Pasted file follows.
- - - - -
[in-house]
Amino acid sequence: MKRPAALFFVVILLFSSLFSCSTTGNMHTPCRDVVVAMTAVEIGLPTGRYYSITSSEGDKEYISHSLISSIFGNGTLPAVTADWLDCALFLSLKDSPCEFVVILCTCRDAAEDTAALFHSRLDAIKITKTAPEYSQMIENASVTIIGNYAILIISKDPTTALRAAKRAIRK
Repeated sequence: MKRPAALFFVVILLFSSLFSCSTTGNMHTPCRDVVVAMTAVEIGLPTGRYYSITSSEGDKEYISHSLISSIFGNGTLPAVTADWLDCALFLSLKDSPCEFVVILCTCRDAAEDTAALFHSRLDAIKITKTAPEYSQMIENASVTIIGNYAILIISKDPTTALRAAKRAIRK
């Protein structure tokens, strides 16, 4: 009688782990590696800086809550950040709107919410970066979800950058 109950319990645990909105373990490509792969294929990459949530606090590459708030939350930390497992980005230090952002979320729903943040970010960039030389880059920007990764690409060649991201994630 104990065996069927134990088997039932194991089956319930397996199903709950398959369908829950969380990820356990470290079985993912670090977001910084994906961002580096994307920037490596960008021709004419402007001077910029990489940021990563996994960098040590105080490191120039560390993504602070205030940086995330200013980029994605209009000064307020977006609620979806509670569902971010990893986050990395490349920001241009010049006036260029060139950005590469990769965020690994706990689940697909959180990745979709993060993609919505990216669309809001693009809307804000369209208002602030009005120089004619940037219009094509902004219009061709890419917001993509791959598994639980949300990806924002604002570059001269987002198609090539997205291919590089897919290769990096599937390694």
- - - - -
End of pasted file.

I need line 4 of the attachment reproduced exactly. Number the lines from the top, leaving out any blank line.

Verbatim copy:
């Protein structure tokens, strides 16, 4: 009688782990590696800086809550950040709107919410970066979800950058 109950319990645990909105373990490509792969294929990459949530606090590459708030939350930390497992980005230090952002979320729903943040970010960039030389880059920007990764690409060649991201994630 104990065996069927134990088997039932194991089956319930397996199903709950398959369908829950969380990820356990470290079985993912670090977001910084994906961002580096994307920037490596960008021709004419402007001077910029990489940021990563996994960098040590105080490191120039560390993504602070205030940086995330200013980029994605209009000064307020977006609620979806509670569902971010990893986050990395490349920001241009010049006036260029060139950005590469990769965020690994706990689940697909959180990745979709993060993609919505990216669309809001693009809307804000369209208002602030009005120089004619940037219009094509902004219009061709890419917001993509791959598994639980949300990806924002604002570059001269987002198609090539997205291919590089897919290769990096599937390694």